Eulogy for the Couch I Had to Destroy with an Axe to Remove from My Apartment

My leather couch was many things. 

It was sturdy. It was steadfast—immovable, even. It was the great beast for which you had to compromise your own aesthetic sensibilities. 

It was a design of ill-conceived notions and tenuous understandings of comfort, structure, and size; a purchase ill-made and forever regretted; a thorn, a splinter, a paper cut, the unholy gospel for exercises in futility. 

And then I realized: this is more easily broken than moved. 

It was out of place in every apartment—and I'd moved it far more than I ever should have considered. It was bombastic and nonsensical. The Michael Bay of apartment furnishings, it was a living, breathing reminder of something that peaked in the 90s and was better left abandoned and ignored. 

So, friends, family, neighbors who have endured the freakish howling from stairwells and doorways, let's pour one out for the leather couch. In its place, our new friend—a friend to all, if I might be so bold, Burrow

Let us bury the past, or, if we cannot bury it, we must be brave enough to leave it scattered to bits on the sidewalk. 

Yes, in its last moments, I thought it wasn't beyond saving. It was the last move—or, you know, until next year probably. 

And then I realized: this is more easily broken than moved. Can I tell you that it was an accident? 

Can I tell you that I didn't mean to chop the wood in the chair up? That I didn't go out, get the axe sharpened, come back, and hack away at its frame in delight? 

Probably not. 

So, leather couch, dearly departed, what can I say?

Thanks for the memories? Thanks for sticking to my arms and legs in the summer? Thanks for keeping me and every person who's ever visited wildly uncomfortable?

Thanks, then. Maybe I should have given thanks. Maybe a prayer. Maybe condolences. Maybe just a tribute of some kind.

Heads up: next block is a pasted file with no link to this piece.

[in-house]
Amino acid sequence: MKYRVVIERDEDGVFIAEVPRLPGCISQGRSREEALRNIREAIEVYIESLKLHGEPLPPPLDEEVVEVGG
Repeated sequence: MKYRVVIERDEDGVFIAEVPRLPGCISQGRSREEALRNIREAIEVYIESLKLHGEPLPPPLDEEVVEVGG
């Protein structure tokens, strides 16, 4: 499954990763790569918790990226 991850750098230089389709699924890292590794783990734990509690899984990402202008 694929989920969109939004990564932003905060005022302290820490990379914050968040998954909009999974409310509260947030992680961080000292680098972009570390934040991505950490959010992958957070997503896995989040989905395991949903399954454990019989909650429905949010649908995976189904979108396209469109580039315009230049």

Hell, maybe I should have left you there. In memoria. In perpetuity. In the stairwell until someone came and got you. Who would have known it was mine? 


It could have sat like a stone, waiting for adoration and rose wreaths. I could have visited it like I was some kind of mourner. Could have given it carnations, a send off with bagpipes, maybe I could have worn a veil. 

That might have been nice. 

But no. I'd already met BurrowBurrow was low-maintenance. 

I don't know an appropriate opposite to that term that can singularly capture the absolute hell that leather couch put me through, but whatever it is, that leather couch was. 

Forgive me, I don't mean to speak ill of the dead, but did I have to squeeze through the gangly crowds of crying children and obnoxious hipsters who think it's funny to pretend something's horribly wrong with their staged appliances, like, "OMG BRECKY! WHAT'S WRONG WITH MY FAUCET?!" just to buy a couch?

via Charles Wagner

No. No, I did not. Instead, Burrow came delivered to my door. In boxes. Boxes from which I could assemble this new couch in minutes. 

Did I have to trot behind those newly engaged couples putting together their dream registry at Restoration Hardware or West Elm that give pause to the couches because, "Honey, it's not worth it. Nobody's going to get us a $2,500 couch." 

No. No, I did not. 

Burrow was neither a cheap piece of garbage that would take me hours to put together, nor a wildly expensive headache that would take months to get delivered without any sensible way to decide if I'd made the right choice. 

But—God, just look at me. I told myself—I swore I wouldn't do this. 

Let us leave what has fallen wherever it has. Whether that's on the curb collecting dust, rodents, and plagues unknown, tucked behind a dumpster, or simply scattered in the oblivion we've broken it into, let us leave it. 

Let Your Old Couch Rest in Peace & Instead of Mourning, Shop Burrow Right Here.

[Feature Image Courtesy via Flickr | Kirrin] 

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